Saturday, January 19, 2008


Satish Kumar, world walker and thoughtful poet of sustainability, 67 years old going on forever, says we must think now about SOIL, SOUL and SOCIETY as a new kind of philosophy: "soil for the environment, soul for the spiriual dimension of our lives, and society for the social justice that is essential." [See recent Guardian article by John Vidal at Google]
Question: If worst comes to worst, and humankind in the future needs to find refuge in polar cities, who will run them, who will administer them, who will govern them, who will protect them (from marauders) and how will social justice be administered if only the rich and powerful are admitted as residents, while the unrich and unconnected and powerless are kept out? In other words, what kind of world are we headed into? Is this just science fiction? Or could it really happen?

1 comment:

dan said...

DEVELOPMENT: "Plan B" by Lester Brown Urges 80 Percent CO2 Cuts

By Stephen Leahy

BROOKLIN, Canada, Jan 17, 3005

(IPS) -

Imagine it's a glorious new era and everything you'll do as part of your normal day helps to stabilise the climate and the global population, eradicate poverty, and restore the earth's damaged ecosystems.

Sound unrealistic? It better not be because that is what it will take to prevent the end of human society as we know it, according to a new book, "Plan B 3.0: Mobilising to Save Civilisation".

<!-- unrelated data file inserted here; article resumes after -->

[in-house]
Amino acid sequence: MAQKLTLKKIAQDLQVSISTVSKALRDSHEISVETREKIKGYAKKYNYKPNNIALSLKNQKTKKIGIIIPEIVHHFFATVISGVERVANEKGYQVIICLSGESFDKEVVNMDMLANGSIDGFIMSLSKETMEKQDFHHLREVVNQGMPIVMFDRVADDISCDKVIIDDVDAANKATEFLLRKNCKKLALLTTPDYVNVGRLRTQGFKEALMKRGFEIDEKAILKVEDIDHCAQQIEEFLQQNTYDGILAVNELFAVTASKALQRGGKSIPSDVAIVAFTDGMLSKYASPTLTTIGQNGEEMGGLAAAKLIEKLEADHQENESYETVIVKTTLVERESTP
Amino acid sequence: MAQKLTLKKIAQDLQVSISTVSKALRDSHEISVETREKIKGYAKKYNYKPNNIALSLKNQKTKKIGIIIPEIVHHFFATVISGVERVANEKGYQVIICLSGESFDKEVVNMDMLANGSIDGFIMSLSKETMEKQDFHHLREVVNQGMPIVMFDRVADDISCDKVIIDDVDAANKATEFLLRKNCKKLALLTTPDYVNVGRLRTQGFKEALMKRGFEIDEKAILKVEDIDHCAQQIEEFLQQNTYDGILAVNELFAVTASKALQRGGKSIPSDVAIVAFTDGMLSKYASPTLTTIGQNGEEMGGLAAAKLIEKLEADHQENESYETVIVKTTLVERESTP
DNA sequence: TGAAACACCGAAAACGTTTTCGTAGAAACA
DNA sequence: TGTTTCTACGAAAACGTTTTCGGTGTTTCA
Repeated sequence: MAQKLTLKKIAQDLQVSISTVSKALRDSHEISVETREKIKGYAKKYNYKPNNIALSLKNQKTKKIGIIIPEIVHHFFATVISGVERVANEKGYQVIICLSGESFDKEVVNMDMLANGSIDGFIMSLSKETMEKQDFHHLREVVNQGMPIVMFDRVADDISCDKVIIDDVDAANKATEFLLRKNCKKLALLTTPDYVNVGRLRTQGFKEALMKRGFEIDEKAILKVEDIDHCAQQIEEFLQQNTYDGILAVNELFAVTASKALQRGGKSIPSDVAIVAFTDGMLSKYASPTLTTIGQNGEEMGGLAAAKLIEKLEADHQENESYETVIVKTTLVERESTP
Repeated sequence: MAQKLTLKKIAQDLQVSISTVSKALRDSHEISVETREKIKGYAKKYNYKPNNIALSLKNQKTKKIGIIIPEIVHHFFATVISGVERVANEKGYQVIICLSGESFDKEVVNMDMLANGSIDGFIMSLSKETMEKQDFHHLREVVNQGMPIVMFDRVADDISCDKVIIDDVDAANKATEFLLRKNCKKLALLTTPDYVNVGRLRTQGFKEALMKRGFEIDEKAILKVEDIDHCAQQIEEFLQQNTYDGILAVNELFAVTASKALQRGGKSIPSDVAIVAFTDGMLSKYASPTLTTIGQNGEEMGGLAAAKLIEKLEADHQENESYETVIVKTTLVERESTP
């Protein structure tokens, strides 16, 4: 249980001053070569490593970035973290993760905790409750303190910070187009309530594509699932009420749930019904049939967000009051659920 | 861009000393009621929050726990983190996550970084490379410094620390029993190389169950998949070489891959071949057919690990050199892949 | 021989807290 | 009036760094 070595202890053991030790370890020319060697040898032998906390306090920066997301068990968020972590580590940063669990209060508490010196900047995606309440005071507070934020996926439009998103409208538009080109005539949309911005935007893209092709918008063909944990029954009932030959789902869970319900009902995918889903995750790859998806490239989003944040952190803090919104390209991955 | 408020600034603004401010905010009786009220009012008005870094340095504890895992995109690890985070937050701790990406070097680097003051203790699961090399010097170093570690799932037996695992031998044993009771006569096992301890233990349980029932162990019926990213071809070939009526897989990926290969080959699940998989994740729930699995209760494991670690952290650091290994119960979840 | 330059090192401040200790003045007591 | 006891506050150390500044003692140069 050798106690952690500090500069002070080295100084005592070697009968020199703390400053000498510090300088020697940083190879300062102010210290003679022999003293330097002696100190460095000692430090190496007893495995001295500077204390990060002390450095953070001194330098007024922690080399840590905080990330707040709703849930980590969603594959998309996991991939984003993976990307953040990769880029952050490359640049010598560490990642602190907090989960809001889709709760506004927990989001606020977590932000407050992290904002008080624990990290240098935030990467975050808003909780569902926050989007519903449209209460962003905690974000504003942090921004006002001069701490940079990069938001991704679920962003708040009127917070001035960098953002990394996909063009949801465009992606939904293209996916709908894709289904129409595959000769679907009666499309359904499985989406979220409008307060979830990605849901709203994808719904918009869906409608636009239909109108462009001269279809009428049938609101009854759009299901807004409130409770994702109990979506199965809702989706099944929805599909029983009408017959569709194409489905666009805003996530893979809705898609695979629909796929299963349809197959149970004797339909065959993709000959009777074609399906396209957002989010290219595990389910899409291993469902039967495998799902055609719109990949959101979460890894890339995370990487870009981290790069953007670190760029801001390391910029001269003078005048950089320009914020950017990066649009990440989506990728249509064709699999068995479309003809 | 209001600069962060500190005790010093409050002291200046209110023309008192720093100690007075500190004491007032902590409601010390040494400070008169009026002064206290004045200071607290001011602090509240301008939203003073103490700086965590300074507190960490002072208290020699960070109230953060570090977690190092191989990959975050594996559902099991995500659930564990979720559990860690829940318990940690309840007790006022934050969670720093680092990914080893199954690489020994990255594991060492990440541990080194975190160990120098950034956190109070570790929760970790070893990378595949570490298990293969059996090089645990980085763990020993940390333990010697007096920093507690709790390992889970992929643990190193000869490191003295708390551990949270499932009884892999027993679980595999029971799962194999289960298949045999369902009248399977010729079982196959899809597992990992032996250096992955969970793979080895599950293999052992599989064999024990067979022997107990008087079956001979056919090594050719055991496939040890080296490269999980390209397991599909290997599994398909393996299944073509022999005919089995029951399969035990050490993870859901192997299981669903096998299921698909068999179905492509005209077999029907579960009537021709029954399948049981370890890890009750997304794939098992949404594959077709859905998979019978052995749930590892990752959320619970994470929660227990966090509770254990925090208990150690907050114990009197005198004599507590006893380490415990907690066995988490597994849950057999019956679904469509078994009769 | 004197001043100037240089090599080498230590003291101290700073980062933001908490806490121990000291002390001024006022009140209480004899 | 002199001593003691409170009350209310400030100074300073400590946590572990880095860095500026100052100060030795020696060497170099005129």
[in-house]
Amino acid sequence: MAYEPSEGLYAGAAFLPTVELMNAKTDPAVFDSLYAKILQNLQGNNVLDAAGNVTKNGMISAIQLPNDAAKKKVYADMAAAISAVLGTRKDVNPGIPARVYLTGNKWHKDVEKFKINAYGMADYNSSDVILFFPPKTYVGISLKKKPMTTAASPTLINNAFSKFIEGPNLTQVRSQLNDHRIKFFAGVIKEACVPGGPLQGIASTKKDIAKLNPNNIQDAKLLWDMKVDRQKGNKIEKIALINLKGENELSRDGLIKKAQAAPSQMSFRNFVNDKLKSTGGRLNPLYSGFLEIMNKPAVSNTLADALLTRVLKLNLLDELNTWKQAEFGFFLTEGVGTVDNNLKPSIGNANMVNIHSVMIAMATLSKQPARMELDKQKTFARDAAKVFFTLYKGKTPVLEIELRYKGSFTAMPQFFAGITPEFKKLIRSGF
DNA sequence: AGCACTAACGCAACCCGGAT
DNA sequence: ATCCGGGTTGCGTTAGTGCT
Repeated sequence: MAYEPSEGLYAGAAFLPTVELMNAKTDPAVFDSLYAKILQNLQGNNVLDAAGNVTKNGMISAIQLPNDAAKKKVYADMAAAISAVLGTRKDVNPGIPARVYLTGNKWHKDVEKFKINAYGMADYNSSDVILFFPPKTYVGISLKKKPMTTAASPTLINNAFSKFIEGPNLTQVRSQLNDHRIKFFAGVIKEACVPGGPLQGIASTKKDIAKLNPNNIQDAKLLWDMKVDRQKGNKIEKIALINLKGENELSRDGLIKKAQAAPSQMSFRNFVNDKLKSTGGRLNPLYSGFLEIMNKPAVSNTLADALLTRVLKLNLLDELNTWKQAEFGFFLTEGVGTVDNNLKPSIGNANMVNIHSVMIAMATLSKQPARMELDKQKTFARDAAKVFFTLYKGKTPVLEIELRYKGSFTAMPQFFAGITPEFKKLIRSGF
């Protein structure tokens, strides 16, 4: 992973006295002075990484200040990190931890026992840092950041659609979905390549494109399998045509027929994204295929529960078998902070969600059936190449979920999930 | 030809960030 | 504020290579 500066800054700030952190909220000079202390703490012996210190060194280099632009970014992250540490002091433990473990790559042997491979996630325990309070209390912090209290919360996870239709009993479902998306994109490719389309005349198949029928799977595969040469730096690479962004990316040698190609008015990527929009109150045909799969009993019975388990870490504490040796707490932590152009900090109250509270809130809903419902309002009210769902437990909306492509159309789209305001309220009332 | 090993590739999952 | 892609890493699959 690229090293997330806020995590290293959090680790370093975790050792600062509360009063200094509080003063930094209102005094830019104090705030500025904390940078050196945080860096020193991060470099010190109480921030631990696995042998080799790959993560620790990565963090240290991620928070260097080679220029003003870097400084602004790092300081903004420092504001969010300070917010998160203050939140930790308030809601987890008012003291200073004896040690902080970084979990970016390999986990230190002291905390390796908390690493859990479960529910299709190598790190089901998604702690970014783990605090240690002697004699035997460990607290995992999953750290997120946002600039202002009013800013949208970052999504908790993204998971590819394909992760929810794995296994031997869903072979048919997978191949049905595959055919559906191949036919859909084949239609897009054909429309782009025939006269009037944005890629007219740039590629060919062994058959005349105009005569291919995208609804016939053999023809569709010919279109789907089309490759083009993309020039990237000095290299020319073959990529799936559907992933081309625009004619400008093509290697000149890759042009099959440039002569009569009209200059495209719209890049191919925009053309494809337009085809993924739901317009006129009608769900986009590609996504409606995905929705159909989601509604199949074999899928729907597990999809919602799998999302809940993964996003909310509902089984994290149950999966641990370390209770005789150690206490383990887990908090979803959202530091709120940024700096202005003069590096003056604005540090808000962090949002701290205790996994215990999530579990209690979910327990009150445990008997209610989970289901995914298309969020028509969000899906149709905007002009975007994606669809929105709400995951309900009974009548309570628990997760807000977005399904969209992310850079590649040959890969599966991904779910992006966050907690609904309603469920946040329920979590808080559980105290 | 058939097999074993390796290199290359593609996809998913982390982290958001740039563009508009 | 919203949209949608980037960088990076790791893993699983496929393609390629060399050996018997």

The crisis we face is both dire and urgent, requiring a transformative effort like the mobilisation of nations during World War II, says author Lester Brown, president of the Earth Policy Institute, an environmental think tank in Washington.

Climate change is happening far faster than scientists predicted and the planet will inevitably experience at least a 2-degree C. rise in global temperatures, putting us firmly into the danger zone, Brown told IPS.

"No one currently in the running to be the next U.S. president gets the urgency of climate change," he said. "We need greenhouse gas emission cuts of 80 percent by 2020."

That is a far deeper cut than the emission cuts of 25 to 40 percent below 1990 levels over the same time period as called for by the world's leading climate science body, the Intergovernmental Panel on Climate Change (IPCC).

The IPCC based its recommendations on data that is nearly two years out of date, notes Brown. A number of more recent studies and observations -- many reported on by IPS -- show that climate change is accelerating.

Brown is confident that the IPCC will change its recommendation in its next report, but it is not due for another five or six years. "That's too late when we need to act now," he said.

Plan B 3.0 outlines how emissions could be cut by 80 percent, relying heavily on energy efficiency, renewable energy and expanding the earth's tree cover.

Wind power could produce 40 percent of the world's energy with the installation of 1.5 million new two-megawatt wind turbines. While that may seem like a lot, 65 million cars are built every year. And there are many mothballed automotive assembly lines in North America and elsewhere that could be converted to produce wind turbines, he says.

The state of Texas plans to build 23,000 megawatts of wind-generating capacity -- the equivalent of 23 coal-fired power plants and enough electricity to satisfy the residential needs of over 11 million Texans, half the state's population.